Tuesday, January 19, 2010
We were playing in Portland, Oregon, I think it was the spring of 1994. I was wandering around town and came across this cool little record store and went in to look around. I asked the woman behind the counter if she had anything new that she liked, and she handed me Crooked Rain, Crooked Rain.
I clearly remember liking the cover and putting it on in the bus. I didn’t love it at first, but I remember thinking the first track sounded heartfelt. That was enough for me to want to play it again, after which I began to really hear the first track. I also began to notice the second track, and found myself gravitating to a couple others deeper in the record as well, like “Range Life” probably, though at this point I didn’t even know what the songs were called. This process continued with each subsequent listen. The record just kept sounding better and better.
To make a long story short, by the end of the tour I could not stop listening. I fell in love with that record. I ended up getting everything they put out. Wowee Zowee is my favorite. Pavement was the soundtrack to the second half of the ‘90s for me. I had a couple friends who felt the same way and we would quote lines to each other in the corner at parties. “chim chim chim sing a song of praise, for your elders… They’re in the back. Pick out some Brazilian nuts, for your engagement… Check that expiration date man, it’s later than we think.”
Most of the people I hung out with didn’t really get what the big deal was, but to the friends I had who really liked Pavement at that point, it felt like we were in on a secret.
What do you find appealing about Pavement’s music?
“Father to a Sister of Thought” is one of my all time favorite Pavement songs. I used to sing that song to my girls to put them to sleep—“Rotten device, I’ll say it twice;” “Angel of Corpus Christy, you’re so misty.” Listening to it now, I’m transported right back into that era, the mid to late ‘90s. The busses and hotels, the parties in Burlington, the European tours. It’s really emotional.
I love Stephen Malkmus’ guitar playing. Check out “Rattled by the Rush”. He kind of reminds me of Neil Young, who’s playing I also love. They both know how to milk it. When I met Bryce Goggin he told me that the solo on “Rattled” was one take, which didn’t surprise me because it sounds so fresh. Bryce’s genius is knowing when not to “fix” something, which is a tough thing for a lot of producers to get. Bryce gets it. He knows that “right” or “perfect” usually isn’t better.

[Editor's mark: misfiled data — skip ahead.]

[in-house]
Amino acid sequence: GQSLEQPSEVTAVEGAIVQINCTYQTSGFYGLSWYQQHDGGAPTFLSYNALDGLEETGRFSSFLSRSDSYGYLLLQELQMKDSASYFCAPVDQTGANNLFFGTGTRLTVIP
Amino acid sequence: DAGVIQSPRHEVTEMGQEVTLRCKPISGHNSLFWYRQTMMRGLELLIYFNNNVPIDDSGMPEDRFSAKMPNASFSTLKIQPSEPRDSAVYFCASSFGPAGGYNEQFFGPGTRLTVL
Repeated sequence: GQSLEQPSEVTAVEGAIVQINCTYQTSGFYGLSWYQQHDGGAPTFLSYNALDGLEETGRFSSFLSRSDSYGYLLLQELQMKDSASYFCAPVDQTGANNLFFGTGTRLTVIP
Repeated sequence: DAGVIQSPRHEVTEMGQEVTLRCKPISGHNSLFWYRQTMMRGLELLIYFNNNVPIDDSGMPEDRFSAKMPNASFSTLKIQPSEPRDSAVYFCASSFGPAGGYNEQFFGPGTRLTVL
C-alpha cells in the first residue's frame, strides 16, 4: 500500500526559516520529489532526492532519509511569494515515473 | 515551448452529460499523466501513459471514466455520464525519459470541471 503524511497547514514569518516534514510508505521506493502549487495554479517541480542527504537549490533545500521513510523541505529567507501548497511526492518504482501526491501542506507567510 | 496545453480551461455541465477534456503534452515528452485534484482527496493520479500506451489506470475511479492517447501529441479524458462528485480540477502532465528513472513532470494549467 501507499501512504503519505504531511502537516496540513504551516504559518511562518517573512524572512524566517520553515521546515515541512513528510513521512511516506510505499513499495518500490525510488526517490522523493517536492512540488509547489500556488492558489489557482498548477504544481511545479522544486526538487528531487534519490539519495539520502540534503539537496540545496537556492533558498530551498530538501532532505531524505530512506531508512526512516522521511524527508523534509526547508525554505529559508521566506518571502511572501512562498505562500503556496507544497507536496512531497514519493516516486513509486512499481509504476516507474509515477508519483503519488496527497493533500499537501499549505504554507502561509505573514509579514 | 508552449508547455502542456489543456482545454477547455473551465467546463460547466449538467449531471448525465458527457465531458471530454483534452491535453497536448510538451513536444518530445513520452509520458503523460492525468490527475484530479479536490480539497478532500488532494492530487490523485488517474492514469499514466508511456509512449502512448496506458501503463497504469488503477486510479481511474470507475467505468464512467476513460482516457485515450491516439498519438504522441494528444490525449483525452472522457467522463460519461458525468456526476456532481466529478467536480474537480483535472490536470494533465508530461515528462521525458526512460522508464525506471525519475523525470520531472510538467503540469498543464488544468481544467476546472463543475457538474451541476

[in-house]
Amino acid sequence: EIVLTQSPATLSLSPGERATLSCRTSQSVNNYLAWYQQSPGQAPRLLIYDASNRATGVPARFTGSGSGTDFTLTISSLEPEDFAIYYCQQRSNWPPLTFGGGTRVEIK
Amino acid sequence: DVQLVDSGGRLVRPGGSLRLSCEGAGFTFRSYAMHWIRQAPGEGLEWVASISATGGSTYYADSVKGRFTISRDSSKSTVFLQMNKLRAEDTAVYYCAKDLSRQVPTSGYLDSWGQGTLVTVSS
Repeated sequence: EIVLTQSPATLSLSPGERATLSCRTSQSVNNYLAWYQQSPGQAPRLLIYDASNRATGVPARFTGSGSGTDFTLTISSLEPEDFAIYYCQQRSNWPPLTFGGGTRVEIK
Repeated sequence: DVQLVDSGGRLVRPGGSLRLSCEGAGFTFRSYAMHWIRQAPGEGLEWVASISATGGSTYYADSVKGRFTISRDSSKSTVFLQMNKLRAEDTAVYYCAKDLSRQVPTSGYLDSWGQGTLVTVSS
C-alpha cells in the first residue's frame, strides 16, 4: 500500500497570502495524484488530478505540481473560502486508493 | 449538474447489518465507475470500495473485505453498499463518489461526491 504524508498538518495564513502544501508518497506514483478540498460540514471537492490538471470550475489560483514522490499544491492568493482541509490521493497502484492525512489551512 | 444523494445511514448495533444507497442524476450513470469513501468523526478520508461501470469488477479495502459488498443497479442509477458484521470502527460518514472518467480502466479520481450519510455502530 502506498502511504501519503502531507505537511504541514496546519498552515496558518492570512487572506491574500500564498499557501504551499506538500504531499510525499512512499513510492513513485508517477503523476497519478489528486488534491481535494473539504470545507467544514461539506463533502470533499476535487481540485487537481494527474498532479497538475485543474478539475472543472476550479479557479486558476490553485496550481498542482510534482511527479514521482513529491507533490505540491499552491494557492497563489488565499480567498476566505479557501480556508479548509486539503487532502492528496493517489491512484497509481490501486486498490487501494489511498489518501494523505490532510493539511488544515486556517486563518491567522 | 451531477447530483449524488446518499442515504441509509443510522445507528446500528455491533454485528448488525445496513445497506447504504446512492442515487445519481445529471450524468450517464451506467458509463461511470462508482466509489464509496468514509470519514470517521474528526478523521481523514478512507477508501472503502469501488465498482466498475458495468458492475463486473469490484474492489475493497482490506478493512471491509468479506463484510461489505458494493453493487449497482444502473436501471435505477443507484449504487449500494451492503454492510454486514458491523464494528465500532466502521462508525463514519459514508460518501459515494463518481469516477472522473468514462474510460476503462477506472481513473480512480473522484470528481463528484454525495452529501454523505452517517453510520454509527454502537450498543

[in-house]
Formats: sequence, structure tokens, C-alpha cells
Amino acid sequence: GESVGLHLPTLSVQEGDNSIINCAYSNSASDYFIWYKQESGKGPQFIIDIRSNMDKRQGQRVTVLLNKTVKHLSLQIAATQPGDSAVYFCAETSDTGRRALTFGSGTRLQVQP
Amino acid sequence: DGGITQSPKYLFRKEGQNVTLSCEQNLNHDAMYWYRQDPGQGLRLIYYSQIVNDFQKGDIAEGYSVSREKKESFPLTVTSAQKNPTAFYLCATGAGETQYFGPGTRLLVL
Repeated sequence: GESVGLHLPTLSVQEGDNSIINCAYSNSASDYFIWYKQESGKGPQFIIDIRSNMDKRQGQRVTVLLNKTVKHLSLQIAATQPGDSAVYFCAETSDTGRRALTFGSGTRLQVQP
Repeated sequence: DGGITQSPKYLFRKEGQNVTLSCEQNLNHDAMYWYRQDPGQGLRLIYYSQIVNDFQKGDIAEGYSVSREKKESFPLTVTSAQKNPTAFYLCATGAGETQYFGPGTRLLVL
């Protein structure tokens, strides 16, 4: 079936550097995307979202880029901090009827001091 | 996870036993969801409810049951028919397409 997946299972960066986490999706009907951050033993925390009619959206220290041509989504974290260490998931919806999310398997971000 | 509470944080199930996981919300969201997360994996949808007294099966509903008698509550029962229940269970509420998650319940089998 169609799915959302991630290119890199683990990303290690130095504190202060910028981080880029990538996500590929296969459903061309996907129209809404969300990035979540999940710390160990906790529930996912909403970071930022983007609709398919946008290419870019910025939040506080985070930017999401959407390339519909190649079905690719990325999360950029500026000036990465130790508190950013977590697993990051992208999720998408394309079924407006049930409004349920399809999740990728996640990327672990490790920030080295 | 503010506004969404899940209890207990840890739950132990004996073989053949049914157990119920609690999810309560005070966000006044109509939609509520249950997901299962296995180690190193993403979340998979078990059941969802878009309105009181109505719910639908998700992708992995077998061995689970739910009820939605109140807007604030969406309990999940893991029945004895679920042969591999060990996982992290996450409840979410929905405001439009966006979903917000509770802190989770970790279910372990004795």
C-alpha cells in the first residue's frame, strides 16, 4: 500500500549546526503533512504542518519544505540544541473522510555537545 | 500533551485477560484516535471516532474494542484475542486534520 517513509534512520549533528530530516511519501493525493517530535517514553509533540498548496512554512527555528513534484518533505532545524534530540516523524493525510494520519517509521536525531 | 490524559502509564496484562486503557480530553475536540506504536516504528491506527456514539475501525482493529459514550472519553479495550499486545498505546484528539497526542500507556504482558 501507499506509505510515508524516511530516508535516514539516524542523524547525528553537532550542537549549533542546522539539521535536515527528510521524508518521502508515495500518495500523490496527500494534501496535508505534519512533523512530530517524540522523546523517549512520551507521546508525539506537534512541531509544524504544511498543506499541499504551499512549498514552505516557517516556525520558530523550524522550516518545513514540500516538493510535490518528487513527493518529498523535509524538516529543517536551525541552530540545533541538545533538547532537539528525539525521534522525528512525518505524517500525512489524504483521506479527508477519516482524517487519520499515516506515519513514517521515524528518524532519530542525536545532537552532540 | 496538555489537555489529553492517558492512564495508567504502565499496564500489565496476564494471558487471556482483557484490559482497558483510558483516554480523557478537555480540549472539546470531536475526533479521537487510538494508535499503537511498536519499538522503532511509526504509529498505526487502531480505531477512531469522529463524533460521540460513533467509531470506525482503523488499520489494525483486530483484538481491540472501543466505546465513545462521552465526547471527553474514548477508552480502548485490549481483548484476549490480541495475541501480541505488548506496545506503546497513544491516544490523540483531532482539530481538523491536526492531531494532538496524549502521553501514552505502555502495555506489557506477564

I wish I could appropriately thank those guys. Their music was a big part of my life during that emotional, turbulent period. I’ll always be grateful.
But his latest ingenuity may be his greatest.
Along with his mother, artist Marjorie Minkin, and tech guru Jamie Robertson, Gordon has created an interactive instillation that blends his music with his mom’s art. Called “Another Side of In” and on display at the Boston Children’s Museum through March 31, it features painted plastic sculptures linked to sonic loops pulled from Gordon’s solo record “Inside In.”
When visitors approach, the loops are triggered. It’s pretty trippy. But no more so than a Phish concert - or Minkin’s art.
“I often describe my mom as my biggest influence, partly because she’s always been into stretching limits,” Gordon said. “A typical day growing up would be coming across Mom using rollers to spread 10-gallon buckets of acrylic paints across giant canvases.
“About 20 years ago, we first thought about how cool it would be combine her visuals with my music,” he continued. “Since I was very little I liked the idea of combining the visual with the auditory.”
Mom can vouch for that.
“Even as a kid, (Mike) was always interested in technology,” she said. “I always though he’d be an engineer or inventor. Long before anyone thought of it, he hooked the TV up to a video camera and was talking with and seeing the neighbors through his invention.”
For years, mother and son have brainstormed collaborations, but it wasn’t until 2005 that the “Another Side of In” project began. First, Gordon gave mom abstract loops to create pieces to.
“I need to get into it so I listened to the loops over and over and over again while I worked,” Minkin said. “Some of them were pretty bass and drum heavy. My neighbors must have been a little annoyed.”
Once Minkin sculpted her human-torsolike reliefs, Gordon linked the loops to her pieces using interactive sensors.
“When I was living in New York I would go to these exhibits that were slated as interactive, but I was usually very disappointed,” Gordon said. “They wouldn’t work right. You wouldn’t feel engaged.”
To design the complex system needed for “Another Side of In,” Gordon turned to Minkin’s neighbor in her Waltham studio, Jamie Robertson, a former Disney employee who designed interactive theme park exhibits. Read more
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